Shows cleared for broadcast include: “Peg + Cat” for pre-kindergarten students; “Cyberchase” for grades 3 through 5; “Nova” for grades 6 through 8, and the Burns documentary on the Civil War for high school.

The school system does not plan to rely only on TV, however. Many district students have online accounts through which they can receive and turn in assignments. There also are online courses available through providers that specialize in that field. And Beutner said paper packets for work at home also would remain an option.

A key goal, he said, is for students to maintain a connection with teachers.

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The district, he added, also is developing plans to continue feeding students and paying employees.

The ban on gatherings was a response to advice from health officials.

“We are implementing, effective immediately, a series of steps based on recommendations from public health officials,” Beutner said in the message to families about 7:45 p.m. “All large student and staff gatherings are canceled, as well as off-campus visits by students and staff to public places where crowds gather.”

Beutner sent the following in a separate directive to school leaders Wednesday:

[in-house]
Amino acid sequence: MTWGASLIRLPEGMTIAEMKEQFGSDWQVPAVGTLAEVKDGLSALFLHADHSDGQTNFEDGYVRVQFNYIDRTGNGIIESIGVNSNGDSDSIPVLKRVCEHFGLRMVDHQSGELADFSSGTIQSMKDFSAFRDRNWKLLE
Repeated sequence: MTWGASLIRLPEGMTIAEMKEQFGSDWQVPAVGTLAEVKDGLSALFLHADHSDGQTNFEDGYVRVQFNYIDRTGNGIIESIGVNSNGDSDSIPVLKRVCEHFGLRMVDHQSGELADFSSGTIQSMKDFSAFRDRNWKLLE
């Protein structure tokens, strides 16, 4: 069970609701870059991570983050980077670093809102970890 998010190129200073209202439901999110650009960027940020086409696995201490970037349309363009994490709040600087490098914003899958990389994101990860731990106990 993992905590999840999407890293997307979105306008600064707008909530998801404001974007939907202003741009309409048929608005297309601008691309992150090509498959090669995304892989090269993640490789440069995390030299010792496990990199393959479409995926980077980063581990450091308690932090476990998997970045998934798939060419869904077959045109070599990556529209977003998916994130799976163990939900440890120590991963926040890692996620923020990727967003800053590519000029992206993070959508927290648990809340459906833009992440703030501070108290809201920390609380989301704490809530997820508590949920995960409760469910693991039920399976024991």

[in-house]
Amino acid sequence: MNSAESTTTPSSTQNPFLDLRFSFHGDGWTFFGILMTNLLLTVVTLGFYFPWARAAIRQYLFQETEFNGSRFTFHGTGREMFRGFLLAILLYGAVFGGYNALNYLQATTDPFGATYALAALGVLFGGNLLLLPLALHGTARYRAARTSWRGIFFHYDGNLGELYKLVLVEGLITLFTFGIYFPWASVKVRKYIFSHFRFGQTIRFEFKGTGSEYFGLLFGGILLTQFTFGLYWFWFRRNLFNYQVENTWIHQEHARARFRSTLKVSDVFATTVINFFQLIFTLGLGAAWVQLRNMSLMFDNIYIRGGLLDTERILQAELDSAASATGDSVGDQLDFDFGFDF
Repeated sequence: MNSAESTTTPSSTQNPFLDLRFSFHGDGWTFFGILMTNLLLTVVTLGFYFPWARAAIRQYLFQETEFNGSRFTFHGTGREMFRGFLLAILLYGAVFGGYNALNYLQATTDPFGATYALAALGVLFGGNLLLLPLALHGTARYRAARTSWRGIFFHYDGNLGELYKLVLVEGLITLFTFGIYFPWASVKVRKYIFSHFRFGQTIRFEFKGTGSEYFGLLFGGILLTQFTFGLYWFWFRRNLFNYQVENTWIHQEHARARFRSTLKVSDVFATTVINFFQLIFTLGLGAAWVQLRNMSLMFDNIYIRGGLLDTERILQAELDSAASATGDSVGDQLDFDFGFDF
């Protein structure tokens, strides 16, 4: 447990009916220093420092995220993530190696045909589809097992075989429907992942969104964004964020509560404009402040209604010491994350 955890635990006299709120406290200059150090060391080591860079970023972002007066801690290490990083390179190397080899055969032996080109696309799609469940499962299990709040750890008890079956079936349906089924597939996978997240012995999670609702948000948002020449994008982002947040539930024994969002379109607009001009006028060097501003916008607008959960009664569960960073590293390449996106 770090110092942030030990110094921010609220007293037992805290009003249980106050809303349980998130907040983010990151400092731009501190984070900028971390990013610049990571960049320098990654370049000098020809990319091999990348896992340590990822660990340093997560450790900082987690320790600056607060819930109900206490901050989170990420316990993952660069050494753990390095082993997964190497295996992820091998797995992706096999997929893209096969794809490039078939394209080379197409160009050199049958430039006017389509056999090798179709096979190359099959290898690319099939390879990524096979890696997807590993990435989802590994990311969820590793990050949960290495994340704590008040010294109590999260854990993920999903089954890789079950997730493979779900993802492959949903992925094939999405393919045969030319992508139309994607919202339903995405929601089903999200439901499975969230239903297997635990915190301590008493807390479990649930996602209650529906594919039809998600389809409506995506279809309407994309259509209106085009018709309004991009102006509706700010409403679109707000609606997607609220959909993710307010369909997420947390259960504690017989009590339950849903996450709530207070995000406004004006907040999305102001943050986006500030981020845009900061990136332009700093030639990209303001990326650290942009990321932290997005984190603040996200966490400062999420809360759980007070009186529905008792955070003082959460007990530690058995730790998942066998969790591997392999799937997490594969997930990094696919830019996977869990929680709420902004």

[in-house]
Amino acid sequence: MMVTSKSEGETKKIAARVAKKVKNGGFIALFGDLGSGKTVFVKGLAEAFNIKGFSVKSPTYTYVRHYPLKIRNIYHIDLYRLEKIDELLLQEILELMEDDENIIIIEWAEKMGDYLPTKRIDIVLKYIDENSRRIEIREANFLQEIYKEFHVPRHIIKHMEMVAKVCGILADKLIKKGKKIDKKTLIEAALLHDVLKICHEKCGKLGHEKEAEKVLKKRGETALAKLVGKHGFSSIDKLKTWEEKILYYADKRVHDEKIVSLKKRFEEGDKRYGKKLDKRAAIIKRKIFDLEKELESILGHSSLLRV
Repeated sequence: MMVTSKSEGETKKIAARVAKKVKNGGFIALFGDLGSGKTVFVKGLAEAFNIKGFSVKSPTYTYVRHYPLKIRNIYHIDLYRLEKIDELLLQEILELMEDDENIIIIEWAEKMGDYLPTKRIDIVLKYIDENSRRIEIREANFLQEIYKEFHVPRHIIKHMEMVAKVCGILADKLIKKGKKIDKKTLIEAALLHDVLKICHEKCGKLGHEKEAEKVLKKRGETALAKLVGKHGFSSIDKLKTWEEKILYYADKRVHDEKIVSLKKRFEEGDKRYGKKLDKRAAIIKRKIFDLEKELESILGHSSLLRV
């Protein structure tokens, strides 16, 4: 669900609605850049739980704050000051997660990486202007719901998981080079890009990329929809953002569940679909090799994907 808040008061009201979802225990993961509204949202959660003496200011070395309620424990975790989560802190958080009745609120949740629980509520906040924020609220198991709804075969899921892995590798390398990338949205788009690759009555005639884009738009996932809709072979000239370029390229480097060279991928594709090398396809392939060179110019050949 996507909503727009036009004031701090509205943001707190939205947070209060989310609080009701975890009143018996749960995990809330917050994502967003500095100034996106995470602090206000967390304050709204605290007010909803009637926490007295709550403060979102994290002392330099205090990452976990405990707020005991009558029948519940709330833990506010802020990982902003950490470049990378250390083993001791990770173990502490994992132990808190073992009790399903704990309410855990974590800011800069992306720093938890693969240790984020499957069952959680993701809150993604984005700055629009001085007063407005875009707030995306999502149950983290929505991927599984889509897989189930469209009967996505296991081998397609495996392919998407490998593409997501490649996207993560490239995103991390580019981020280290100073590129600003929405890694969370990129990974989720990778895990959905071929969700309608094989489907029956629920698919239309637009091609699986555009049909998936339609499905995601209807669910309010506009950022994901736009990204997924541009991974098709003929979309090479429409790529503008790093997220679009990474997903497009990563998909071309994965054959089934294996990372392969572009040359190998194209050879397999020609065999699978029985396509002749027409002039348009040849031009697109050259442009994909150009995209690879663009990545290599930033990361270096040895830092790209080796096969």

• Cancel or postpone all large gatherings, assemblies and school open houses. In simple terms, if the gathering has more people than you might find in a classroom, students and staff should not participate.
  • Athletic events and other similar activities can continue, but without spectators attending.
  • Cancel or postpone all in-person organizational and professional development meetings.
  • Try to use Zoom, conference calls or other ways to convene a virtual gathering.
  • Cancel all outside use of school facilities.
  • Cancel all school trips to public venues where there is exposure to crowds.
  • Exclude from school campuses all students, staff, faculty members or visitors for 14 days who have traveled outside the United States.

The decision comes after the school board declared a state of emergency Tuesday, giving Beutner the powers to act quickly in case the virus does reach schools.

The declaration gives Beutner the authority to relocate students and staff, revise student transportation arrangements and approve alternative educational options. It also gives him authority to provide paid leaves of absence for employees due to quarantine or illness, assign staff to serve as disaster-service workers, and order necessary alterations, repairs or improvements to district property.

None of the confirmed coronavirus cases in L.A. County are known to be connected to L.A. Unified schools, Beutner told parents, and the social distancing protocols are a precautionary measure.

“Public health officials also tell us it is appropriate for schools to remain open and on as normal a schedule as possible,” he wrote.

Although many colleges and universities have closed and moved completely to online learning, it is more difficult for K-12 schools to do so.

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“The colleges and universities are already equipped” to offer classes online and have been doing it for years, explained Pomona Unified schools spokesman Oliver Unaka. But K-12 classes rely “a lot on in-person, day-to-day type things.”